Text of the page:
The big difference between the Ambit 3 and the Traverse is that the Traverse doesn’t have a multisport mode; it’s not suitable for athletes, unlike its younger brother.

The more elegant and sophisticated design makes it a perfect everyday watch. This also means that it you won’t find Bluetooth PODs connectivity on the Traverse. We reckon that those “missing” features won’t be a deal breaker if you’re serious about a watch that performs AND looks great, like the Traverse does so well.


  • Vibrational alerts
  • Step counter
  • Flashlight backlight
  • GLONASS navigation
  • Altimeter, barometer, thermometer and digital compass
  • Smartphone sync available
  • Bullet Point 2


  • Fantastic looking watch
  • Syncs with smartphones
  • GLONASS support


  • It doesn't support PODs
  • It doesn't have a multi-sport mode.

Suunto Core Crush


Generally speaking, the Suunto Core Crush is a great everyday watch that’ll handle trekking and backpacking with a smile.

We just wish that is was as modern as out other picks, but that doesn’t mean that it can’t still bring some serious value to the table. If your budget is a little tight and you’re not too hard up on the idea of getting a GPS-enabled watch, this might be your deal.

The Core Crush looks cool and still has a bunch of useful features for its affordable price tag.


  • Compass, altimeter and thermometer
  • Provides weather information and storm warnings

The Pros:

  • Automatically switches between altimeter and barometer
  • Has a simple design
  • Sleek look
  • Very easy to use


  • It doesn't have GPS
  • It's not compatible with Bluetooth or heart rate belts

Casio Pro Trek PRW 3000 1A

The Casio Pro Trek PRW 300 is very similar to the Suunto Core Crush. The big difference between the two is that the Pro Trek runs on a solar-powered battery, which can run for a whopping 7 months without any exposure to the sun. This is a feature that draws most folks to the watch.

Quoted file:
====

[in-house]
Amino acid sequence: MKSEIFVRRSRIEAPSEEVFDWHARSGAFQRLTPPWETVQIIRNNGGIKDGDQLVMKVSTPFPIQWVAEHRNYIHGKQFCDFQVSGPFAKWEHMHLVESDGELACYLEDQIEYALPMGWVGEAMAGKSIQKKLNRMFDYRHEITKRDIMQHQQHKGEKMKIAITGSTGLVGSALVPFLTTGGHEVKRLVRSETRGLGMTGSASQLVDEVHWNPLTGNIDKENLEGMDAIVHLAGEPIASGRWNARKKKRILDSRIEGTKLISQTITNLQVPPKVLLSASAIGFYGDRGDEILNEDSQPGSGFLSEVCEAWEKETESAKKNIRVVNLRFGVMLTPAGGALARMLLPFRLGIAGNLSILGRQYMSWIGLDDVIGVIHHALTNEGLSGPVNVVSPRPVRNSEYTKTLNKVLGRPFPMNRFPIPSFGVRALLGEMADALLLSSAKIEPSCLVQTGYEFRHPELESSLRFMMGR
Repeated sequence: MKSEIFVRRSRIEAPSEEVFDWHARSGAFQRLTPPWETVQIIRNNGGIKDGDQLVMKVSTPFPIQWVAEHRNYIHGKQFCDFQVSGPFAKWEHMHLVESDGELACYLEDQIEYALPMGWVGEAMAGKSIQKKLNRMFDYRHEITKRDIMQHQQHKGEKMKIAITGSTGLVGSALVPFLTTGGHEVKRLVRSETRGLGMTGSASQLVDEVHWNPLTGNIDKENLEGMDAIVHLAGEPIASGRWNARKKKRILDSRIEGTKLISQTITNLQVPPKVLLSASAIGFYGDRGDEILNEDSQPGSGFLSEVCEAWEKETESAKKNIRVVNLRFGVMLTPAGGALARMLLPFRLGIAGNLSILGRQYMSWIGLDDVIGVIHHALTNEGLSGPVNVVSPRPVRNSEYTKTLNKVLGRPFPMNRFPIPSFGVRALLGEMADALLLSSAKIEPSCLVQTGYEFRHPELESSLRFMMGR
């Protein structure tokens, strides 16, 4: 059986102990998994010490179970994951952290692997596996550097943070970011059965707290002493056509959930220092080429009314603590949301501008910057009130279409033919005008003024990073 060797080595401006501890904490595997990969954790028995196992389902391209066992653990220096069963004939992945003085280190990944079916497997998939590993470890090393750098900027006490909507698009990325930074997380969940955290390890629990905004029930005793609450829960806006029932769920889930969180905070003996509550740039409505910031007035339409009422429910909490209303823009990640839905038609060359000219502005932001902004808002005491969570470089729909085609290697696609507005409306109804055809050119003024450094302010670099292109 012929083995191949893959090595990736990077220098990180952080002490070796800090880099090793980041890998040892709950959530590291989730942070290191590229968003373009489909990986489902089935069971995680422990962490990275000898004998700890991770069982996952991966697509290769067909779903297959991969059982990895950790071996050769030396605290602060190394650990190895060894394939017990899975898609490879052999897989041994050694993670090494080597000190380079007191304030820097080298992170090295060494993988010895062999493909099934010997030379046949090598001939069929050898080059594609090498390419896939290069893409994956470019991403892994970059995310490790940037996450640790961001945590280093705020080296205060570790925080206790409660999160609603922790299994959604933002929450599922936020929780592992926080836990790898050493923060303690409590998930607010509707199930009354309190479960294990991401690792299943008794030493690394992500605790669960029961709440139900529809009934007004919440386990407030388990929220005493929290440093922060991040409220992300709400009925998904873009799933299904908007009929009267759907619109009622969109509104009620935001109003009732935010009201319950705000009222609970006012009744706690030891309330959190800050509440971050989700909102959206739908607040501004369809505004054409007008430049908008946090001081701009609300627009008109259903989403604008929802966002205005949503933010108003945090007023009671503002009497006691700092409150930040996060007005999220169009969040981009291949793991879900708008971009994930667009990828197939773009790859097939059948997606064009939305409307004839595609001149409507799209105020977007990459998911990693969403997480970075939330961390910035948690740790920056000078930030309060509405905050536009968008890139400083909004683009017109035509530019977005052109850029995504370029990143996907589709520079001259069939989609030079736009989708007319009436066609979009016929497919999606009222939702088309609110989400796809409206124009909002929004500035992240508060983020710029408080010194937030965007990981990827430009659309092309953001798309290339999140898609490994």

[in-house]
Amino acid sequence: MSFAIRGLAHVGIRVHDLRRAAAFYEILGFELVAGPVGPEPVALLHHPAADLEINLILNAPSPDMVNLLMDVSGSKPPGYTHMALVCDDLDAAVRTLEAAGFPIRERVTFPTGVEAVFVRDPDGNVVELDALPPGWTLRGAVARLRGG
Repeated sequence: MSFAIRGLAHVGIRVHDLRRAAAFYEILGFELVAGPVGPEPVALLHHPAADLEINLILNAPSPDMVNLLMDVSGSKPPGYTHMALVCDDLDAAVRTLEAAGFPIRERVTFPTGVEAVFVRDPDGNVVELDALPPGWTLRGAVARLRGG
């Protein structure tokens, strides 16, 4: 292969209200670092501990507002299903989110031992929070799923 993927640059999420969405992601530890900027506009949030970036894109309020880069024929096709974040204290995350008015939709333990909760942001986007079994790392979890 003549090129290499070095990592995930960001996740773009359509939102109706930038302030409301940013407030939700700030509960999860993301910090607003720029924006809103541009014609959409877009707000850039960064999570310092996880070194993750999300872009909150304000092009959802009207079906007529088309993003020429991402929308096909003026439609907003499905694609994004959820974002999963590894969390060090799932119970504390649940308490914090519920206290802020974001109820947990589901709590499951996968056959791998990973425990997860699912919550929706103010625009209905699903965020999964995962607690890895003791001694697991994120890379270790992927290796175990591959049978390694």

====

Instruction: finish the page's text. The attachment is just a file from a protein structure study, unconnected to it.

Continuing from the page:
The Pro Trek also receives calibration radio signals roughly 6 times a day, which means that the time you see is always, the most accurate time.


  • Digital compass, barometer, altimeter and thermometer
  • Runs on solar-rechargeable battery with a runtime of 7 months without being charged
  • Calibration radio signals for time keeping

The Pros:

  • It's smaller than a lot of the other options on this list
  • Its light weight
  • Relatively speaking, it's inexpensive.


  • It doesn't have a GPS
  • It can't operate with other features like heart rate belts.

Garmin Tactix GPS Navigator

Coming in as our “honorable mention pick” the Garmin Tactix was initially designed for use by the U.S. military, but since more and more folks began talking about it, its popularity saw a steep incline in a short period of time.

It has an anti-reflective lens that’s also scratch proof. The green backlight is suitable for nighttime use. It comes with the basics you’ll need for a hike such as a barometer, altimeter and a compass, plus it also has the ability to track your movement and has excellent navigational software.


  • Scratch and reflective resistant lens
  • Altimeter, barometer & compass
  • Base Camp App for superb navigation and tracking
  • Barometric altimeter and GPS altimeter for better accuracy
  • Bluetooth connectivity
  • Bullet Point 2


  • Clever design
  • Compatible with smartphones
  • Feature rich
  • Very durable


  • It's a heavy watch

We’ve rounded up 6 of the best hiking watches that are currently available on the market, which should highlight your options pretty clearly. We sincerely hope that this post has helped you navigate through the vast wilderness we call the World of Watches, and that you’re now equipped with the information you’ll need to make the most informative decision regarding the purchase of your next hiking watch.

Hiking Mount Snowdon, Wales, UK